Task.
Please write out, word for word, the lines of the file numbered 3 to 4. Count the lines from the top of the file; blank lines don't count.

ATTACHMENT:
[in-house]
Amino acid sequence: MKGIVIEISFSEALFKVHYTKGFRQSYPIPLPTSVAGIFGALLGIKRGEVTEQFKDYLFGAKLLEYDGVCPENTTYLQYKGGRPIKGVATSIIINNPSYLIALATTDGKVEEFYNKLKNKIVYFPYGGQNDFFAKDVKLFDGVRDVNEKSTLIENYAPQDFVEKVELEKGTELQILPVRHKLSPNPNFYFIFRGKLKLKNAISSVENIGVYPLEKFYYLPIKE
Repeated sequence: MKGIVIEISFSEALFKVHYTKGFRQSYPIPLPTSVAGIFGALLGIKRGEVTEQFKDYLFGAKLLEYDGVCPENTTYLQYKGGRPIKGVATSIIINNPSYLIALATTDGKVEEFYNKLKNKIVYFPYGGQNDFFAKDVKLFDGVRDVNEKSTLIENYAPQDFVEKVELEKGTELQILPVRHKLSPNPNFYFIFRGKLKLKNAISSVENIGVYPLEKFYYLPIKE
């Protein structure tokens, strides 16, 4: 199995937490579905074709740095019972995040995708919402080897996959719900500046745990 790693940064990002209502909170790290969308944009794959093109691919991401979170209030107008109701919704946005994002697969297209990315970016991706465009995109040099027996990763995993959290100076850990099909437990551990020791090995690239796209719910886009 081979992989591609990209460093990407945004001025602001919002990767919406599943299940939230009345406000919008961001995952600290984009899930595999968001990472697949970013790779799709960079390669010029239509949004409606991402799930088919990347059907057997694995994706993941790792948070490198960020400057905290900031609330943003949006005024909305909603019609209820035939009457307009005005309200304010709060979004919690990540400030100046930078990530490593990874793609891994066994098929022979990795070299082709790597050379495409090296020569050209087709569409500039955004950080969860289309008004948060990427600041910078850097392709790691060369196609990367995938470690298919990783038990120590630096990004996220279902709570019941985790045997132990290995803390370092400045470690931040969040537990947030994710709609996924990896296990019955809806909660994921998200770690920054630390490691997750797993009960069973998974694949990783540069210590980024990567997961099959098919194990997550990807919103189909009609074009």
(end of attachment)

Repeated sequence: MKGIVIEISFSEALFKVHYTKGFRQSYPIPLPTSVAGIFGALLGIKRGEVTEQFKDYLFGAKLLEYDGVCPENTTYLQYKGGRPIKGVATSIIINNPSYLIALATTDGKVEEFYNKLKNKIVYFPYGGQNDFFAKDVKLFDGVRDVNEKSTLIENYAPQDFVEKVELEKGTELQILPVRHKLSPNPNFYFIFRGKLKLKNAISSVENIGVYPLEKFYYLPIKE
């Protein structure tokens, strides 16, 4: 199995937490579905074709740095019972995040995708919402080897996959719900500046745990 790693940064990002209502909170790290969308944009794959093109691919991401979170209030107008109701919704946005994002697969297209990315970016991706465009995109040099027996990763995993959290100076850990099909437990551990020791090995690239796209719910886009 081979992989591609990209460093990407945004001025602001919002990767919406599943299940939230009345406000919008961001995952600290984009899930595999968001990472697949970013790779799709960079390669010029239509949004409606991402799930088919990347059907057997694995994706993941790792948070490198960020400057905290900031609330943003949006005024909305909603019609209820035939009457307009005005309200304010709060979004919690990540400030100046930078990530490593990874793609891994066994098929022979990795070299082709790597050379495409090296020569050209087709569409500039955004950080969860289309008004948060990427600041910078850097392709790691060369196609990367995938470690298919990783038990120590630096990004996220279902709570019941985790045997132990290995803390370092400045470690931040969040537990947030994710709609996924990896296990019955809806909660994921998200770690920054630390490691997750797993009960069973998974694949990783540069210590980024990567997961099959098919194990997550990807919103189909009609074009």